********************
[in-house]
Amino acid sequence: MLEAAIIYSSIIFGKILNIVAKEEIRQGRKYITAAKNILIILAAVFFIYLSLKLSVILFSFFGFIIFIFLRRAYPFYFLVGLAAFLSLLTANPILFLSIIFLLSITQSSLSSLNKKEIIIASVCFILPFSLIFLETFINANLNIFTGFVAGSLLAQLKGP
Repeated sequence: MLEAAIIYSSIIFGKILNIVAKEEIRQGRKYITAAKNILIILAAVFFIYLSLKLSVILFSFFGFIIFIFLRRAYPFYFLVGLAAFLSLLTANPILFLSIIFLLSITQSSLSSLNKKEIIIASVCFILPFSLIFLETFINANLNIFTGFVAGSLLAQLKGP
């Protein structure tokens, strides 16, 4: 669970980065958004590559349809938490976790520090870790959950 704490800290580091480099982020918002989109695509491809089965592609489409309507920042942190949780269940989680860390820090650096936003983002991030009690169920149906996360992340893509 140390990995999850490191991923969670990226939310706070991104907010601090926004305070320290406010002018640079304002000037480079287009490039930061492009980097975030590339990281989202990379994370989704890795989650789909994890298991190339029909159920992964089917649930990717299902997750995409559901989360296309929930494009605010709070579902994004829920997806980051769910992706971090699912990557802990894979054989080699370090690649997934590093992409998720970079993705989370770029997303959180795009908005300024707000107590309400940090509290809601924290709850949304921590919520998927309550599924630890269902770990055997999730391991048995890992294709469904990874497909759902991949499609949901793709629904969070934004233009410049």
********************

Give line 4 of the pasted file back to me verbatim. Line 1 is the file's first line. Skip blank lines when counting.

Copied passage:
């Protein structure tokens, strides 16, 4: 669970980065958004590559349809938490976790520090870790959950 704490800290580091480099982020918002989109695509491809089965592609489409309507920042942190949780269940989680860390820090650096936003983002991030009690169920149906996360992340893509 140390990995999850490191991923969670990226939310706070991104907010601090926004305070320290406010002018640079304002000037480079287009490039930061492009980097975030590339990281989202990379994370989704890795989650789909994890298991190339029909159920992964089917649930990717299902997750995409559901989360296309929930494009605010709070579902994004829920997806980051769910992706971090699912990557802990894979054989080699370090690649997934590093992409998720970079993705989370770029997303959180795009908005300024707000107590309400940090509290809601924290709850949304921590919520998927309550599924630890269902770990055997999730391991048995890992294709469904990874497909759902991949499609949901793709629904969070934004233009410049």